Socrates does not hate the leaders of Athens. He says to them in Plato's Apology "Men of Athens, I honor and love you". As far as valuing and accepting their laws, he does to a certain extent. After Socrates tells them he loves them, the philosopher goes on to say, "but I shall obey God rather than you". He does accept the authority as long as it does not go against his own belifs.
On the subject of whether I believe Socrates was a democrat, I found very hard to answer.
Socrates had completed the minimal requirments of being a democrat. He had served as a council member, and had been a senator. He says he could never remain in the public offic, but he did do his democratic duty. It was Plato, not Socrates that belived that a king should rule. Socrates believed that just because you are powerful and strong does not mean you have what it takes to run a city.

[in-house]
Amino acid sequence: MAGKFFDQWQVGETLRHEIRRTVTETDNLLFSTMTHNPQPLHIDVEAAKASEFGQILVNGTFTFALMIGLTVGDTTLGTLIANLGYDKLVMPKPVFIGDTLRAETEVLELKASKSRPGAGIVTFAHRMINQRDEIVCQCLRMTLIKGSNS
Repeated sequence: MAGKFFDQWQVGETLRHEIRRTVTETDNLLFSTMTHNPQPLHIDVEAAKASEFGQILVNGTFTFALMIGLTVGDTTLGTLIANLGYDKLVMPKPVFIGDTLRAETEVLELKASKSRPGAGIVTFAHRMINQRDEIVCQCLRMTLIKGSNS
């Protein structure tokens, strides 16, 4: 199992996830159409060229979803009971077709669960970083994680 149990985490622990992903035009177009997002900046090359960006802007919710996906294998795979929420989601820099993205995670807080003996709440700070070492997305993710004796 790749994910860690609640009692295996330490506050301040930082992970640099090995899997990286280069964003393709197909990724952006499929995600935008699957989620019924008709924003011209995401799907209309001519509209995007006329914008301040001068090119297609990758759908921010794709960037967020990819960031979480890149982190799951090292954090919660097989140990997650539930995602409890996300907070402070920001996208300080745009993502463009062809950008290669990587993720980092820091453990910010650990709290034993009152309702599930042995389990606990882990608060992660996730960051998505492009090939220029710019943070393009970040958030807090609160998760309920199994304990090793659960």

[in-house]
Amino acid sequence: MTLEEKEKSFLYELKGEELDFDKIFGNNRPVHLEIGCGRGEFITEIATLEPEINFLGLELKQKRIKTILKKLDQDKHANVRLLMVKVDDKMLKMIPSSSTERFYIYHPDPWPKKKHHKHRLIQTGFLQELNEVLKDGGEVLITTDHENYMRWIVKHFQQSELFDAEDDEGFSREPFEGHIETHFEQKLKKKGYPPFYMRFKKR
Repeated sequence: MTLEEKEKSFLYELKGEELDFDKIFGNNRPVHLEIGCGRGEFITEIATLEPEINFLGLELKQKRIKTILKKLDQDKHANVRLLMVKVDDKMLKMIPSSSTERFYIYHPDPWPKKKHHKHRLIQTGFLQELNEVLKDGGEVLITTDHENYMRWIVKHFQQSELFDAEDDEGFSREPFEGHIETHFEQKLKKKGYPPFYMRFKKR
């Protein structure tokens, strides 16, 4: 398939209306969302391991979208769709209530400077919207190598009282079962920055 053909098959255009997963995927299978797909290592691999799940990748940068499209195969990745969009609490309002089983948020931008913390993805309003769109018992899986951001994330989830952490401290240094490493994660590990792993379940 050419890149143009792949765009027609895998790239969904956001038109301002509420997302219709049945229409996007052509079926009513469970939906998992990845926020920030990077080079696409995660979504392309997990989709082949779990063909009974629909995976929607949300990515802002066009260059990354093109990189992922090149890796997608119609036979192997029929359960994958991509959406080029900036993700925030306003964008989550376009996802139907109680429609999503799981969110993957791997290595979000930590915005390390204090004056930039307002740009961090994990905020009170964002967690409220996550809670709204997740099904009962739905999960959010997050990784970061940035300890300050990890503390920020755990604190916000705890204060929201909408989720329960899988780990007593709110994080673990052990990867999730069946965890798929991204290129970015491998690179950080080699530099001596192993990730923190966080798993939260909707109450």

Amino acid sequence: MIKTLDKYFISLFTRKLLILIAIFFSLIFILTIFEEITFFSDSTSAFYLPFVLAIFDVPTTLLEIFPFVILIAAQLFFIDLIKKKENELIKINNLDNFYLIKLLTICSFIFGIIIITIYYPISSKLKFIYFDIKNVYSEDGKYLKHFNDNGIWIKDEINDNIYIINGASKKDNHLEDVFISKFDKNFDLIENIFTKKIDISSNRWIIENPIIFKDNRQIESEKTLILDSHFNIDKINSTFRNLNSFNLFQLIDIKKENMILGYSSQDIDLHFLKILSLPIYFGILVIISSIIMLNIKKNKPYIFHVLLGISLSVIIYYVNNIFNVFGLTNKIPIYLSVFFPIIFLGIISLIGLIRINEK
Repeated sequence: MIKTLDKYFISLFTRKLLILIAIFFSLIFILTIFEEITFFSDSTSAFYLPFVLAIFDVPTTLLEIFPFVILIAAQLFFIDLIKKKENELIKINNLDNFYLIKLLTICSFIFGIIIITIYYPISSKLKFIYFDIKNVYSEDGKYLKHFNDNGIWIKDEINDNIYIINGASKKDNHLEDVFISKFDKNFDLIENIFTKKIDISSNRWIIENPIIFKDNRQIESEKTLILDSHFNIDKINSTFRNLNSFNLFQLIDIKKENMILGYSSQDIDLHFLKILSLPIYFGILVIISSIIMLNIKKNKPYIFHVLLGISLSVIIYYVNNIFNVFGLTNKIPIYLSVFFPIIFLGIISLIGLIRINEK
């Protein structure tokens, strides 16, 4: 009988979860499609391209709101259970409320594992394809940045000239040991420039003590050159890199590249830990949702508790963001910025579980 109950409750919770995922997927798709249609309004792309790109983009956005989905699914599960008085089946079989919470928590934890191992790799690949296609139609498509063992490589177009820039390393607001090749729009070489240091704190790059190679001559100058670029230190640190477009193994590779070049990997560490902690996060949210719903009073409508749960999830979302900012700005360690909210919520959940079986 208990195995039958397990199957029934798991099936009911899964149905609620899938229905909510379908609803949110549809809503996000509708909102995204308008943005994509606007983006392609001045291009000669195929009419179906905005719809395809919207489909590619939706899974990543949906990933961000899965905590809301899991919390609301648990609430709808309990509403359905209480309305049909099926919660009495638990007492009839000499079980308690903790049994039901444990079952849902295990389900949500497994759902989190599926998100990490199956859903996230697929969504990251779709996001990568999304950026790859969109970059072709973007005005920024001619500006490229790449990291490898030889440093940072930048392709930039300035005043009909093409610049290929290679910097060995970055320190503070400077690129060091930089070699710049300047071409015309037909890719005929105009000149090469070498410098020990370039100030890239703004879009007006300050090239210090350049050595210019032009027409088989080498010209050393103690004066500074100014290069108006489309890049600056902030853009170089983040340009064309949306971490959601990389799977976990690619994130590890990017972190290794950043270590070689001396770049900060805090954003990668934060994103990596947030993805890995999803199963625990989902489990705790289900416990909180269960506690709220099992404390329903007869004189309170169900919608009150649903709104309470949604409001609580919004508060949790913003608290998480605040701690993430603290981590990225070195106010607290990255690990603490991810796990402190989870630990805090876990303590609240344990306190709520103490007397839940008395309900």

In the Ancient Greece handout he says, "the strong rarley figure out what is in their best intrest, and this can't be just, since justice is a good thing". So just like the democrats he believed a person should be taken in office for other reasons then power.
On the other hand Socrates believed what he was doing was much more important then holding office in government. And this is not what the democratic leaders of Athens felt. Socrates states that he had been a "gadfly" to the "great and noble" but "sluggish" Athens. He said the people had benifited from his questioning. He then goes on to say his "punishment" should be a free place to live and meals. The democratic party of Athens did not agree. They belived if you were...